Associate Medical Director, Penn Medicine Primary Care Service Line, Perelman School of Medicine

The Communication Tangles of Effective Patient Care Coordination
Matthew Press’ research focuses on how to create more efficient and effective systems of patient care coordination. He notes his own clinical experiences have shown him that the policy debates around this subject tend not to be well grounded in reality. To illustrate, he displayed a chart detailing 80-days of a single cancer patient’s care coordination during which he made 12 calls to the patient, 12 calls to clinicians, and sent 28 clinician emails during his patient’s 11 appointments and five procedures.   | See bio page |

Norma Coe, PhD
Associate Professor, Medical Ethics and Health Policy, Perelman School of Medicine

Longitudinal Health and Retirement Study
Norma Coe, who focuses on the economics of aging, told the audience, “we are all interested in working together. My offer is that I have funding to set up a full time programmer to work on the Health and Retirement study, a survey that’s been going on every two years since 1992 for the age 50-and-over population. It’s linked to Medicare claims data and, as of last summer, it’s linked to Medicaid claims data. As far as I can tell, no one seems to be using it yet.”   | See bio page |

Atul Gupta, PhD, MBA
Assistant Professor, Health Care Management, The Wharton School

Analyzing the Effects of the Affordable Care Act
Atul Gupta’s fun fact was the 2016 study he did with MIT’s Amy Finkelstein and Stanford’s Liran Einav comparing the economic and actuarial trends of both the U.S. human and pet health care industries. “It was a project that received more attention than I’d like,” he said. He is also analyzing the ACA insurance expansions in California to see how they effected demand for care in general, demand for low value vs. high value care, and efficiency in terms of health outcomes. Another recent project evaluated the Medicare pay-for-performance incentives designed to decrease hospital admissions.   | See bio page |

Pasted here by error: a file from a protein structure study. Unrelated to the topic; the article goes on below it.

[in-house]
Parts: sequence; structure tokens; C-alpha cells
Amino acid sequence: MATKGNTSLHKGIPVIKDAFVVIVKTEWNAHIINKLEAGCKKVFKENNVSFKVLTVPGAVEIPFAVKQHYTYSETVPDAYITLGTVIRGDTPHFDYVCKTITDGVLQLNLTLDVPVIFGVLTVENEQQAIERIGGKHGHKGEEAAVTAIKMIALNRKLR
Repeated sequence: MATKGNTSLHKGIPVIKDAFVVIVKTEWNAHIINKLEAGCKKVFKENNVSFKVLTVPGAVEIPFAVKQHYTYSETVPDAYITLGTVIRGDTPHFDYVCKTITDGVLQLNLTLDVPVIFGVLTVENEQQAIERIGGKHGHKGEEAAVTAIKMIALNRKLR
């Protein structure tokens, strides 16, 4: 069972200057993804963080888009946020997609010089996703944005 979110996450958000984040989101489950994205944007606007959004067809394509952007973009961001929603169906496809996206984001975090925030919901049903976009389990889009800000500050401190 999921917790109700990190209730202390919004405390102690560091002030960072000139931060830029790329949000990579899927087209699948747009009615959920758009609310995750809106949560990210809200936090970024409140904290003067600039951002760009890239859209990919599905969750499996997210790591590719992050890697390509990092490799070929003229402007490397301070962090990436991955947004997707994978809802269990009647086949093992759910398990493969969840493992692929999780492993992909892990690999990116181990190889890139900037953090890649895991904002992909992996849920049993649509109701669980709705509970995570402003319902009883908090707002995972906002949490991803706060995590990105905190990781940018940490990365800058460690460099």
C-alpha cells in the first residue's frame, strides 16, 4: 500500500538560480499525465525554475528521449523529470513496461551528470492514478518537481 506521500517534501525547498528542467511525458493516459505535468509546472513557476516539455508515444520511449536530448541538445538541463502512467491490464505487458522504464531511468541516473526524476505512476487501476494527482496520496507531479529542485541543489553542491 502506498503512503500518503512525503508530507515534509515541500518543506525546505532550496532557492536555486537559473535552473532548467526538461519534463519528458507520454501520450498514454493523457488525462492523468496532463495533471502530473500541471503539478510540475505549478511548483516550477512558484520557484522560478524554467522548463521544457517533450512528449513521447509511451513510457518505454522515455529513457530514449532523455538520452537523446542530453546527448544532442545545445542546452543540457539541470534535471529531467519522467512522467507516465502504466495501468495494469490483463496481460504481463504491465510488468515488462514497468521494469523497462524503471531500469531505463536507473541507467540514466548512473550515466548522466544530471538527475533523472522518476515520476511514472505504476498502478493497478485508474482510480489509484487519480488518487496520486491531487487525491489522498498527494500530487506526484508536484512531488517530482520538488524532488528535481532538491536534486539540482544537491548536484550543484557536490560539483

Eric Hume, MD
Director of Quality and Safety, Orthopaedic Surgery, Perelman School of Medicine

The Challenges of Bundled Orthopaedic Procedures
Comically alluding to the challenges of bundled payments, orthopedic surgeon Eric Hume projected an image from The Wizard of Oz on the screen. There was the lion, scarecrow, Dorothy and the tinman strolling down the yellow brick road arm-in-arm but Hume’s own face was photoshopped over Dorothy’s. “When we went into bundles,” he said, “I felt something like Dorothy who got whipped up into a tornado.” Hume also expressed interest in collaborating with audience members who work with Medicare data.  | See bio page |

Emily Largent, PhD, JD, RN